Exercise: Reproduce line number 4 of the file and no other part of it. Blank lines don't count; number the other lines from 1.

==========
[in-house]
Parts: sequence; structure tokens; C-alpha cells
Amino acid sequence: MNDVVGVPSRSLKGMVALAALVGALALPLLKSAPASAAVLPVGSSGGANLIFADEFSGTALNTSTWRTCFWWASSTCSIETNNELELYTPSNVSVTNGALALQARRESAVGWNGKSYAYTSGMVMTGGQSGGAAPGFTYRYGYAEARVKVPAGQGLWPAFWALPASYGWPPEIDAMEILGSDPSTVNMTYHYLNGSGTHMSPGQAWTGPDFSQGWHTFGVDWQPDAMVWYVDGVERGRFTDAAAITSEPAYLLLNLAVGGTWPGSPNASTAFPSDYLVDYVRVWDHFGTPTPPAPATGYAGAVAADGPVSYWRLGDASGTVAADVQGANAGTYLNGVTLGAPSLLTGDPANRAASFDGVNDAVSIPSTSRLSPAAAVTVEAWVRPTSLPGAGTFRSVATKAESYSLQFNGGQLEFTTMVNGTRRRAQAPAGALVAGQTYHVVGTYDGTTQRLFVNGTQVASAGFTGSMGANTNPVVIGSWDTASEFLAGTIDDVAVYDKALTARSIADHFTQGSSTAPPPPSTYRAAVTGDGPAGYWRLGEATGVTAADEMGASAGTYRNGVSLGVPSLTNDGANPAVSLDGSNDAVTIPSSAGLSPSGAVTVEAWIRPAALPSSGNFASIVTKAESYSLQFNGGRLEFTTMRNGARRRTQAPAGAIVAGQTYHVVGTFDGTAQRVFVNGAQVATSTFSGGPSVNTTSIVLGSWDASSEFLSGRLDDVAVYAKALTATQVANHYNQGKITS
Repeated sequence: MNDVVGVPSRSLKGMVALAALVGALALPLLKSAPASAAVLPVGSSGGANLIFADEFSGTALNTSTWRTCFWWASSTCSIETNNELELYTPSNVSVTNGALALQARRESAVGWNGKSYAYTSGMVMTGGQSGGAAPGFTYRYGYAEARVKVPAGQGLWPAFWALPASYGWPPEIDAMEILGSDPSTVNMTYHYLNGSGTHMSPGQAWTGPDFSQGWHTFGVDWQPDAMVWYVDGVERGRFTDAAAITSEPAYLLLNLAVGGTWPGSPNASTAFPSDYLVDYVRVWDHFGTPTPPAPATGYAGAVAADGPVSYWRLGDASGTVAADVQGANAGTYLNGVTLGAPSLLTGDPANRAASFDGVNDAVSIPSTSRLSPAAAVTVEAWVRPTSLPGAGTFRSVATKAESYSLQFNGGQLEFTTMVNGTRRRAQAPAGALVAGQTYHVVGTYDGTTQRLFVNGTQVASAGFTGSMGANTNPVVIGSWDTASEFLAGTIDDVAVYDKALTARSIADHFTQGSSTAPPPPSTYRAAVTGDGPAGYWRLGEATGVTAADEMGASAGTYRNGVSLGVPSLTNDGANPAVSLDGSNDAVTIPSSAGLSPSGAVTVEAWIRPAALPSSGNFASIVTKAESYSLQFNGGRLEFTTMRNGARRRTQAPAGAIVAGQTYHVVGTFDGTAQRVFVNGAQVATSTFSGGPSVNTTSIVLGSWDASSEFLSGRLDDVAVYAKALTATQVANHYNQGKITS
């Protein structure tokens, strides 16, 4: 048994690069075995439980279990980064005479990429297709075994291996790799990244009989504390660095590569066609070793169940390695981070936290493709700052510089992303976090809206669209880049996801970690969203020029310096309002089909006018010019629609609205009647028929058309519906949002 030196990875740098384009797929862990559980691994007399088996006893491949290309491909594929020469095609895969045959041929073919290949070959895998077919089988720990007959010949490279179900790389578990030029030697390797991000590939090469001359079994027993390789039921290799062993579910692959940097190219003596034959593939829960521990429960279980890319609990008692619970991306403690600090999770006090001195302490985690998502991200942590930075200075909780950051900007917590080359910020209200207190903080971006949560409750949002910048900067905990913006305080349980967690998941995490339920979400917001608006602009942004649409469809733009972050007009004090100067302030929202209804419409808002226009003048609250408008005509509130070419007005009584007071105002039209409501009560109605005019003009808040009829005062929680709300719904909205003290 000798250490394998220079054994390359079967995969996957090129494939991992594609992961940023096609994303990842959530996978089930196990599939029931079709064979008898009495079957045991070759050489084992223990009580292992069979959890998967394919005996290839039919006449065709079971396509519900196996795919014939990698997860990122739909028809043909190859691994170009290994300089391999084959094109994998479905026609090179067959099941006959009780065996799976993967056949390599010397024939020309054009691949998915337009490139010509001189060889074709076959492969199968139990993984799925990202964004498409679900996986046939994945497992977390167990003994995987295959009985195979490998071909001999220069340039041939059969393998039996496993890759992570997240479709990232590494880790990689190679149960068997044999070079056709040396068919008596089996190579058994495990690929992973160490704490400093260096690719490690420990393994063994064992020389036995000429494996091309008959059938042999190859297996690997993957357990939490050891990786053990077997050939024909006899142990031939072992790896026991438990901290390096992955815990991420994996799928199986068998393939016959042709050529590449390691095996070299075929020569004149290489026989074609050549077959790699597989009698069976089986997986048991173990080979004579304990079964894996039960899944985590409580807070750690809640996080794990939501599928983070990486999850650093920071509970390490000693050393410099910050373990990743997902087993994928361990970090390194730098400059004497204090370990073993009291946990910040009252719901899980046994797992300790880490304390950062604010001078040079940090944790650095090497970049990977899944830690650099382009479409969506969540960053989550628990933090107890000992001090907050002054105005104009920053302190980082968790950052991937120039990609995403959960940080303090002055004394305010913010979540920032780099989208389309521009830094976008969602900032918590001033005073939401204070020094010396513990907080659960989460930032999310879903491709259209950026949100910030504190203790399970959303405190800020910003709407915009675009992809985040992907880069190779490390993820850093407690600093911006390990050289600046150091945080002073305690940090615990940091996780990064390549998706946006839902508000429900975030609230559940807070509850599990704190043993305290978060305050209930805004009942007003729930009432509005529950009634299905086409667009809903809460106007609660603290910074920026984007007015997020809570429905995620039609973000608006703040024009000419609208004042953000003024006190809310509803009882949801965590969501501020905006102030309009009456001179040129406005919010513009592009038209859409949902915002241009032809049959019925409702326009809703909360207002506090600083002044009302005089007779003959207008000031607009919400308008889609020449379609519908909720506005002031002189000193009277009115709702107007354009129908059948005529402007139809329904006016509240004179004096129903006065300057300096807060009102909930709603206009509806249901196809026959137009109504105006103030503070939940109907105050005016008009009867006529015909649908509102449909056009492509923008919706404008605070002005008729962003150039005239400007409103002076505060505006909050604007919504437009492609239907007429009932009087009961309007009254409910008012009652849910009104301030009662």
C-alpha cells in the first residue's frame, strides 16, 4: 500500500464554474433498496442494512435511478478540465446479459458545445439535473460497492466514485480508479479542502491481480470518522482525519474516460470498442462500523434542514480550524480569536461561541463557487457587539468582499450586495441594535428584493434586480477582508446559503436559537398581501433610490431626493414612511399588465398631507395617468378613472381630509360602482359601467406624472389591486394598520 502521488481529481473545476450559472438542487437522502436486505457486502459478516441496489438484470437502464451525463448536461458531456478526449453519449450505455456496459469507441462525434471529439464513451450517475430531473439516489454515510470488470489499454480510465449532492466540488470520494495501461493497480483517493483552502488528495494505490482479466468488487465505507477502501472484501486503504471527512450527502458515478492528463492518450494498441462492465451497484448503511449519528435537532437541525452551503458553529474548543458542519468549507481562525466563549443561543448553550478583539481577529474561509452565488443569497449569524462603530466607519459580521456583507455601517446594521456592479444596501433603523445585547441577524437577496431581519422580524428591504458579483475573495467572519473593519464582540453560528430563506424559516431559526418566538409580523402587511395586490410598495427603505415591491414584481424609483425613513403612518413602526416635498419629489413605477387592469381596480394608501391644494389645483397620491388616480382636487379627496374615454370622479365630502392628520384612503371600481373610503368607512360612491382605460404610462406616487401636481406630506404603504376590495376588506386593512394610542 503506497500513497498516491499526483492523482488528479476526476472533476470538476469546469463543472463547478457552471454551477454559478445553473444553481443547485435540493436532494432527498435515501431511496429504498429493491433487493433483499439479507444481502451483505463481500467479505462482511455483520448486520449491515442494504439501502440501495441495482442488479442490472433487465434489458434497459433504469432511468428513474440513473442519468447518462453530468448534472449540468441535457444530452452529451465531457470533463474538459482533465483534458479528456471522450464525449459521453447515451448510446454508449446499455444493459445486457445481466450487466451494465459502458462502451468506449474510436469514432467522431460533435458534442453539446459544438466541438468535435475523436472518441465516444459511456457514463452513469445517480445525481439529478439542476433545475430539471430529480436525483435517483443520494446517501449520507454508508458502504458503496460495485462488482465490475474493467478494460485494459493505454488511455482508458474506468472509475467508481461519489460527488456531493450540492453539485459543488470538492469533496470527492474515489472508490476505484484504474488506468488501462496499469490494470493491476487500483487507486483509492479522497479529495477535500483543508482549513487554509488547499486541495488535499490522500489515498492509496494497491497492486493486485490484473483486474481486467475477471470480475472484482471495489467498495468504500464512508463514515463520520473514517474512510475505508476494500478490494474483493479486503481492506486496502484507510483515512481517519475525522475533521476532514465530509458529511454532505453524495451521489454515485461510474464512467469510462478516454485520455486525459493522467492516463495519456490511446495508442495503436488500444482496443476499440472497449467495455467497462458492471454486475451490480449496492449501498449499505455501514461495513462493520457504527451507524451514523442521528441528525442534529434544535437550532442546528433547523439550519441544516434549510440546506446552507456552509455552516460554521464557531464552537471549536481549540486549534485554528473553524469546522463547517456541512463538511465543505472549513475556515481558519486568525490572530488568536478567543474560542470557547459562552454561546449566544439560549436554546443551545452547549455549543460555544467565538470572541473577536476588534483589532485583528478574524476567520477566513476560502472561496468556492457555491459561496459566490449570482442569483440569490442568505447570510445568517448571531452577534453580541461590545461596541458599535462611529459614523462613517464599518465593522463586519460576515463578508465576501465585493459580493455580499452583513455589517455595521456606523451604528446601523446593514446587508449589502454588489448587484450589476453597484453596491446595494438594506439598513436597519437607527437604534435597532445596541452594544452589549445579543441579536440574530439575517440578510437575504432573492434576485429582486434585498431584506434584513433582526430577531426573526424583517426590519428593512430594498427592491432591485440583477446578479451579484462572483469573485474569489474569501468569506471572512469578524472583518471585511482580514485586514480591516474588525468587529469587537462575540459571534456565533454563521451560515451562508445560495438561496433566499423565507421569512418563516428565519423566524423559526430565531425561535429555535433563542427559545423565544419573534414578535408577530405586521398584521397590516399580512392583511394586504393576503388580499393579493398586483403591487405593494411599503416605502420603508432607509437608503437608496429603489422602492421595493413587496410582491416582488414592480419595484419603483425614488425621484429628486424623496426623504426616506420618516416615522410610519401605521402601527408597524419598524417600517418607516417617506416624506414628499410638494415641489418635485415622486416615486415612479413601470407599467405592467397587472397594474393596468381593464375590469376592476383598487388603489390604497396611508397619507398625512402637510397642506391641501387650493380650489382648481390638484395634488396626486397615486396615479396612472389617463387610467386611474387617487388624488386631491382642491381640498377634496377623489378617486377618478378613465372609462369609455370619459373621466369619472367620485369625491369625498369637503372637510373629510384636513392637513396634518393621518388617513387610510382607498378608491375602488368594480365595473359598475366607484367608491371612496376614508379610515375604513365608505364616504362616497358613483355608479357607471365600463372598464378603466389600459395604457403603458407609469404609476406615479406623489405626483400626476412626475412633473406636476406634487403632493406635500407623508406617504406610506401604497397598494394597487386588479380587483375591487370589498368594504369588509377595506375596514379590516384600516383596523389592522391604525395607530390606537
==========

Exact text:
Repeated sequence: MNDVVGVPSRSLKGMVALAALVGALALPLLKSAPASAAVLPVGSSGGANLIFADEFSGTALNTSTWRTCFWWASSTCSIETNNELELYTPSNVSVTNGALALQARRESAVGWNGKSYAYTSGMVMTGGQSGGAAPGFTYRYGYAEARVKVPAGQGLWPAFWALPASYGWPPEIDAMEILGSDPSTVNMTYHYLNGSGTHMSPGQAWTGPDFSQGWHTFGVDWQPDAMVWYVDGVERGRFTDAAAITSEPAYLLLNLAVGGTWPGSPNASTAFPSDYLVDYVRVWDHFGTPTPPAPATGYAGAVAADGPVSYWRLGDASGTVAADVQGANAGTYLNGVTLGAPSLLTGDPANRAASFDGVNDAVSIPSTSRLSPAAAVTVEAWVRPTSLPGAGTFRSVATKAESYSLQFNGGQLEFTTMVNGTRRRAQAPAGALVAGQTYHVVGTYDGTTQRLFVNGTQVASAGFTGSMGANTNPVVIGSWDTASEFLAGTIDDVAVYDKALTARSIADHFTQGSSTAPPPPSTYRAAVTGDGPAGYWRLGEATGVTAADEMGASAGTYRNGVSLGVPSLTNDGANPAVSLDGSNDAVTIPSSAGLSPSGAVTVEAWIRPAALPSSGNFASIVTKAESYSLQFNGGRLEFTTMRNGARRRTQAPAGAIVAGQTYHVVGTFDGTAQRVFVNGAQVATSTFSGGPSVNTTSIVLGSWDASSEFLSGRLDDVAVYAKALTATQVANHYNQGKITS